Claxton has employed a diverse set of strategies in her efforts to reclaim history and assert an Indigenous presence within it. Much of her early work is characterized by the disruption of imagery that might appear benignly familiar to a non-Indigenous audience through the deployment of specific tropes, references and formal devices. I Want to Know Why (1994)—a forcefully polemical work that dialogically addresses the events that brought Claxton’s ancestors to Canada—deliberately mimics the look of an archival film in its gritty black and white character while its fast paced editing and use of a multiple frames within a frame format recalls the music videos that were a common sight in nightclubs and bars at the time the work was made. The almost banal images of the once ubiquitous Indian TV test pattern, drive-by views of the Statue of Liberty and architectural details that feature stereotypical representations of Native people are accompanied by a harrowing voice over, in which Claxton demands to know why her great-grandmother had to walk, starving, to Canada and what led to the early death of her grandmother and mother. The only Indigenous presence in the work, Claxton’s increasingly assertive voice contrasts sharply with the near-universal absence of an Indigenous subject position within popular culture, an absence signaled in the relentless repetition of clichéd images of Indian-ness and their juxtaposition with images of a colossal tourist attraction. Through the video’s montage effects, the trauma of the history Claxton recounts and the rage that marks its telling, the Statue of Liberty is shifted from an emblem of the freedom and prosperity (however mythical these might be) the republic offered the dispossessed that arrived on its shores into a hollowed out marker of the effacement of Indigenous identity and the loss of freedom and prosperity that was inflicted in the disasters that waves of European immigration brought to the inhabitants they displaced.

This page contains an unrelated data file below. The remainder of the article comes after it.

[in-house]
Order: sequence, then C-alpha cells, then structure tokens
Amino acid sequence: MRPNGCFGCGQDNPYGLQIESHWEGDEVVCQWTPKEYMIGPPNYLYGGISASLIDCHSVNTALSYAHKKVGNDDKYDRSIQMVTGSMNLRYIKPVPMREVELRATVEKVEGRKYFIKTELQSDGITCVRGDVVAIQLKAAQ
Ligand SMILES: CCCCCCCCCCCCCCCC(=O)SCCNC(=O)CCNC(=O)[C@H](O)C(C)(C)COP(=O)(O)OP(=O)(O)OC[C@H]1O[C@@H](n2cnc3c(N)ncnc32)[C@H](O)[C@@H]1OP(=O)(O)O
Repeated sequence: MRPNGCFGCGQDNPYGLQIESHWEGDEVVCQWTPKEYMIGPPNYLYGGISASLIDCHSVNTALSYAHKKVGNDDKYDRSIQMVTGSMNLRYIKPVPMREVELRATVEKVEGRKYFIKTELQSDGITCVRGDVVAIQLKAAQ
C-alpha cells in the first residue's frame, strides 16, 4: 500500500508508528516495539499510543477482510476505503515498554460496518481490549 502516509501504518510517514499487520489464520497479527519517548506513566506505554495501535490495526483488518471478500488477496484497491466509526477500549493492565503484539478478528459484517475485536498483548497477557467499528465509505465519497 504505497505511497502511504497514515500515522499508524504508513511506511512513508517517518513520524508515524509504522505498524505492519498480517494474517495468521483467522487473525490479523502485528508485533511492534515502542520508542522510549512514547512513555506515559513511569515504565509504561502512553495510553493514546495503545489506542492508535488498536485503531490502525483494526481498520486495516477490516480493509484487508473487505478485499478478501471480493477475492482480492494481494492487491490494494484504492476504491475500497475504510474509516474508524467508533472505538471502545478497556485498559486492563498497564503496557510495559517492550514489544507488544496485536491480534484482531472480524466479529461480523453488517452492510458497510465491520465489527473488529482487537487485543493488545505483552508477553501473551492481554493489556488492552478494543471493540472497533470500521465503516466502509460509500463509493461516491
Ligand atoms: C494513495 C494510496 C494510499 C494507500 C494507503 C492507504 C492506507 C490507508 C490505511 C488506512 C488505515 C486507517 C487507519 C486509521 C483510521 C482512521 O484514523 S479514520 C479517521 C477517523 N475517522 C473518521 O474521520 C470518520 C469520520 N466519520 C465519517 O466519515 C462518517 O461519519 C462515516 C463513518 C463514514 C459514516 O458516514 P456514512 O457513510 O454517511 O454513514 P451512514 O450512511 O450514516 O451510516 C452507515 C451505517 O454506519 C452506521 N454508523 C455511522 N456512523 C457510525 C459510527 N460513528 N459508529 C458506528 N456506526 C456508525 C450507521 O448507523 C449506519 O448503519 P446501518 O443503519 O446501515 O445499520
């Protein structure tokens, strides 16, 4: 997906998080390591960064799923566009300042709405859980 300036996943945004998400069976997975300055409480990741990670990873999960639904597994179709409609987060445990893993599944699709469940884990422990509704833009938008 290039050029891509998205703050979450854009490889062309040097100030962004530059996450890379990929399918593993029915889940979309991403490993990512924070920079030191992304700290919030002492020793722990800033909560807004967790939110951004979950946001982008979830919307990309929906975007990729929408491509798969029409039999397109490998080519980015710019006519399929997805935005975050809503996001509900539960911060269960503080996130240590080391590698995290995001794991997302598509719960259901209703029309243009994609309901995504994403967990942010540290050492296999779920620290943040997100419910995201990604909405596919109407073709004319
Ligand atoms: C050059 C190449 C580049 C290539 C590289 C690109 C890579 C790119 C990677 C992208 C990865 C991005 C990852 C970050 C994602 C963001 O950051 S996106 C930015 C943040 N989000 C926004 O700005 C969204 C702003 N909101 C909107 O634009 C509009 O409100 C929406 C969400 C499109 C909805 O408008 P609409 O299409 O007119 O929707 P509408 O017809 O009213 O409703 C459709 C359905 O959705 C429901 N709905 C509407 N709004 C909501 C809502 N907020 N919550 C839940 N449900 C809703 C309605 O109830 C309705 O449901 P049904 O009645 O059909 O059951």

In contrast to I Want to Know Why, the single-channel video 10 (2003) and the photographs that comprise the AIM (2010) project are both made up of appropriated imagery. Drawn from three different feature films based on Agatha Christie’s Ten Little Indians,6 an immensely popular detective novel written in the late 1930s that took its title and narrative structure from a popular nursery rhyme, Claxton’s 10 is comprised of precisely chosen jump cuts presented as side by side images in a single frame. The genteelly ominous atmosphere of Christie’s story, one of the principal templates for the modern detective novel, along with costumes, mannerisms and camera work that are clearly associated with particular eras in fashion and cinema are immediately familiar in the excerpts Claxton has assembled. As the video progresses though, any pleasure that might be associated with familiarity on the part of a non-Indigenous viewer is incrementally undercut through the repetition of the nursery rhyme’s lyrics and the concurrent recognition of the connotations carried by the enduring popularity of a children’s song that playfully describes the death of “little injuns” and the implications of its use as a conceit for plot development in popular entertainment.